Anyway, happy reading,


  9. Hi David,

    It’s lovely of you to stop by. I’ve actually already started it and am enjoying the story. I used to live in San Francisco, so it seems we’ve done a bit of a swap in terms of general location. As I recall, Fresno is not a million miles away. (I grew up in San Bernardino, so a Californian really)

    I miss the Borders on Union Square and it is still where I choose to meet people when I’m in SF for a visit.

    I hope to get to your other works very soon.



  10. Ah, true enough, some Borders can be quite nice, when they’re in book-loving areas. Fresno isn’t exactly that, but it is the place that offered me a too-good-to-refuse teaching job. So here I am.

    Anyway, I hope you like the book and eventually get to check out the others!


  11. The problem with rendering a year-long list is that new things will be published this year which will demand your attention and jump the queue. Good luck πŸ˜€

  12. Discipline!!! Just say “No!” as I walk past Waterstone’s. Hold my hands to my ears when someone tells me about a fabulous book or make them write it down and put it in an envelope with the words “do not open until 2009” on the front. Do you think any of these tricks will work, or am I delusional? πŸ™‚

  13. πŸ™‚ Remeber, just because you’re paranoid doesn’t mean they’re not out to get you. πŸ˜‰

    Have a great weekend. (Big cheezy grin)

  14. πŸ™‚ Remember, just because you’re paranoid doesn’t mean they’re not out to get you. πŸ˜‰

    Have a great weekend. (Big cheezy grin)

  15. Hi, What a great list, with its combo of classics and moderns. I always try to read new fiction as it comes out, plus reach out to read non-Anglo fiction when I can. I’m also lucky because I am the overseer of a library for a writers’ residence. The library is charmingly eclectic so there’s always something unusual to read.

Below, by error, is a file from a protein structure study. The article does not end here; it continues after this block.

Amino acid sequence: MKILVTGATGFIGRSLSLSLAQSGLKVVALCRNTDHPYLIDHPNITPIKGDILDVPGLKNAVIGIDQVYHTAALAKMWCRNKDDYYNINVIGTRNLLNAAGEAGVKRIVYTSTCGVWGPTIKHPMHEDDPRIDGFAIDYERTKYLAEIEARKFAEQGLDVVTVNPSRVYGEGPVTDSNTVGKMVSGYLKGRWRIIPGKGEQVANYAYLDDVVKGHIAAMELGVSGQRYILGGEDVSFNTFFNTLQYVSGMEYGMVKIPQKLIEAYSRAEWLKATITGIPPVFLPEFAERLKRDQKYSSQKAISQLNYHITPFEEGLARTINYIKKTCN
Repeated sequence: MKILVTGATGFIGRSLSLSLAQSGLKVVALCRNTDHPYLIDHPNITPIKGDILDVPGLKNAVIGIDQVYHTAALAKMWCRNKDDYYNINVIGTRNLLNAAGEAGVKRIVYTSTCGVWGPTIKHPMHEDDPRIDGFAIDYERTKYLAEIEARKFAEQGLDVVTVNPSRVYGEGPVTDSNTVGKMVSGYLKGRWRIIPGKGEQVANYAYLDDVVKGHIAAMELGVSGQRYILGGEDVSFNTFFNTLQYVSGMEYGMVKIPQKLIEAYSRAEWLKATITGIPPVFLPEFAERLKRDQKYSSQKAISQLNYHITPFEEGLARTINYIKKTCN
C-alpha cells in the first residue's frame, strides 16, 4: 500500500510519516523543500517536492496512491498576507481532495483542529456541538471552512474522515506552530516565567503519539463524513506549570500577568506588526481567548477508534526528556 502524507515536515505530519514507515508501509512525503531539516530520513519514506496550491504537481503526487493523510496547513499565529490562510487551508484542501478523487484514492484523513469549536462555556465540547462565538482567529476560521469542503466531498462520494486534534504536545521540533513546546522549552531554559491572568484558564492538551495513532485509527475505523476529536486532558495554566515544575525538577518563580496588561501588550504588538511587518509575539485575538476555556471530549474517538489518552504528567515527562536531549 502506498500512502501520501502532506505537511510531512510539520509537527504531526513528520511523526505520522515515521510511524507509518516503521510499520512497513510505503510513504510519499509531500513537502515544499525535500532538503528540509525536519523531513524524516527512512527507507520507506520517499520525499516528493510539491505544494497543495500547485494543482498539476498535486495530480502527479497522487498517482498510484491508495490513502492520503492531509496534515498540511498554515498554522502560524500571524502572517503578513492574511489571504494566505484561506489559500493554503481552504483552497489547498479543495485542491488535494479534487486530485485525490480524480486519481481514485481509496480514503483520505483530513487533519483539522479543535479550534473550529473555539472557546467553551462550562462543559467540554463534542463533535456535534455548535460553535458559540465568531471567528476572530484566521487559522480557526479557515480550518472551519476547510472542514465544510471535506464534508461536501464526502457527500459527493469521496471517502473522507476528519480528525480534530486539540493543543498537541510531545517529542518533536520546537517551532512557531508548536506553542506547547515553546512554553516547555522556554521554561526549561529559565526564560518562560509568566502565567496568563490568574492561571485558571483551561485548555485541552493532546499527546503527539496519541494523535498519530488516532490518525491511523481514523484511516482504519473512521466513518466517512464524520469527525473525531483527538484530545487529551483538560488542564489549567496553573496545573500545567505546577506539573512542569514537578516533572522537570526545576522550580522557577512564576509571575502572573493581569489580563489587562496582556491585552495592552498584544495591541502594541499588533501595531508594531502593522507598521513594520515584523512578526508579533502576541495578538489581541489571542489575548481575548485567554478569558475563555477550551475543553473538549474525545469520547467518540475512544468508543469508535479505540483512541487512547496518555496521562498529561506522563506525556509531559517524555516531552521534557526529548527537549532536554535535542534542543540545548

In terms of getting organised to read, I have 2 methods that work for me. The first is being a member of a book group, which means reading a book each month. The second is reserving through the local library any books that I’ve heard something good. Sometimes doing this results in a backlog, but it’s better to get my hands on them and sample them rather than forget to look them up.


  16. Hi Marsha,

    That’s a good idea. I’ve looked up a number of book clubs in the Edinburgh area and it looks like that will be a good source of inspiration and discipline. Happy reading!

  17. This is just great. So many good titles and great authors. I recommend #13 and #32. I think it’s about time to make a list of my own and get organized πŸ˜‰ Good luck with your reading!

  18. Hi there,

    Thanks! I’ve managed to get through:

    1. The Land Girls
    2. A Certain Slant of Light
    3. The Road to Avalon
    4. We Need to Talk About Kevin
    5. Rape – A Love Story
    6. The Ice Queen
    7. How to Survive a Horror Movie

    Next up is “The Samurai’s Garden” by Gail Tsukiyama ( A brilliant story teller, also wrote “Women of the Silk”) I know a few aren’t on the list, but I’ve cheated…

    Enjoy building your list and getting through it! πŸ™‚